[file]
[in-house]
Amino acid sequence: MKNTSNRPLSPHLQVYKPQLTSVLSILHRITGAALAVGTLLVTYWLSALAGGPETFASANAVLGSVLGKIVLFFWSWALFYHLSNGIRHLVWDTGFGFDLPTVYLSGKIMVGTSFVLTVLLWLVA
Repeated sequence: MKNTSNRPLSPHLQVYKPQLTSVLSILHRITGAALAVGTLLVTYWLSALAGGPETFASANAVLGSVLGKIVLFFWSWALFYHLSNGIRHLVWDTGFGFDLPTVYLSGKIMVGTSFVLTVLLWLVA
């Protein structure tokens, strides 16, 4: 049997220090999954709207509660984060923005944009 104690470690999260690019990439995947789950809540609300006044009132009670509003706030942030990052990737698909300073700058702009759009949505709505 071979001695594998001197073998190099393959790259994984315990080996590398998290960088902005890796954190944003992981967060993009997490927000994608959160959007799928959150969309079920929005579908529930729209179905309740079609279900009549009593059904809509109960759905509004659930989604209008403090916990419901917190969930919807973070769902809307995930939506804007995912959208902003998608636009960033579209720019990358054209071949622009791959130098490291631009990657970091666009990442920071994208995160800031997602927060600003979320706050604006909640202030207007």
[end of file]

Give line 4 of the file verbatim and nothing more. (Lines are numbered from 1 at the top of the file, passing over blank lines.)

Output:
């Protein structure tokens, strides 16, 4: 049997220090999954709207509660984060923005944009 104690470690999260690019990439995947789950809540609300006044009132009670509003706030942030990052990737698909300073700058702009759009949505709505 071979001695594998001197073998190099393959790259994984315990080996590398998290960088902005890796954190944003992981967060993009997490927000994608959160959007799928959150969309079920929005579908529930729209179905309740079609279900009549009593059904809509109960759905509004659930989604209008403090916990419901917190969930919807973070769902809307995930939506804007995912959208902003998608636009960033579209720019990358054209071949622009791959130098490291631009990657970091666009990442920071994208995160800031997602927060600003979320706050604006909640202030207007």